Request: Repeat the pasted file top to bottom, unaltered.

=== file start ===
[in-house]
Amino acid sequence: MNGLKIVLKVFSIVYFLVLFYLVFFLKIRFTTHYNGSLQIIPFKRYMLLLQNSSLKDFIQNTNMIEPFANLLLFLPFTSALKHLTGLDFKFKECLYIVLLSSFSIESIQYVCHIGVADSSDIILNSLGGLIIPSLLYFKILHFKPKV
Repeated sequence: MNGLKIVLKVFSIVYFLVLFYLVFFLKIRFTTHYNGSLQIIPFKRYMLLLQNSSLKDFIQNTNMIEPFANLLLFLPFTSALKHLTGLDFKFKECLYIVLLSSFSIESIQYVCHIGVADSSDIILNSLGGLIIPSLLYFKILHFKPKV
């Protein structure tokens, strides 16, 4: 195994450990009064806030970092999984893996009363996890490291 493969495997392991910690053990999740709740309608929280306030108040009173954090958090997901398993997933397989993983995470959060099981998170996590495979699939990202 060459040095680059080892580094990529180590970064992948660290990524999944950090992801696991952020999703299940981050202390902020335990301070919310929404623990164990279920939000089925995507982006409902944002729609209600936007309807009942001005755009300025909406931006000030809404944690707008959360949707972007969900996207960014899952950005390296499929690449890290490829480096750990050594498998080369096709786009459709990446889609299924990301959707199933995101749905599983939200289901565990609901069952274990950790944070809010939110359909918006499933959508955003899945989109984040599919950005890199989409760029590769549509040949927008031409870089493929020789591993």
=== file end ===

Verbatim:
[in-house]
Amino acid sequence: MNGLKIVLKVFSIVYFLVLFYLVFFLKIRFTTHYNGSLQIIPFKRYMLLLQNSSLKDFIQNTNMIEPFANLLLFLPFTSALKHLTGLDFKFKECLYIVLLSSFSIESIQYVCHIGVADSSDIILNSLGGLIIPSLLYFKILHFKPKV
Repeated sequence: MNGLKIVLKVFSIVYFLVLFYLVFFLKIRFTTHYNGSLQIIPFKRYMLLLQNSSLKDFIQNTNMIEPFANLLLFLPFTSALKHLTGLDFKFKECLYIVLLSSFSIESIQYVCHIGVADSSDIILNSLGGLIIPSLLYFKILHFKPKV
């Protein structure tokens, strides 16, 4: 195994450990009064806030970092999984893996009363996890490291 493969495997392991910690053990999740709740309608929280306030108040009173954090958090997901398993997933397989993983995470959060099981998170996590495979699939990202 060459040095680059080892580094990529180590970064992948660290990524999944950090992801696991952020999703299940981050202390902020335990301070919310929404623990164990279920939000089925995507982006409902944002729609209600936007309807009942001005755009300025909406931006000030809404944690707008959360949707972007969900996207960014899952950005390296499929690449890290490829480096750990050594498998080369096709786009459709990446889609299924990301959707199933995101749905599983939200289901565990609901069952274990950790944070809010939110359909918006499933959508955003899945989109984040599919950005890199989409760029590769549509040949927008031409870089493929020789591993």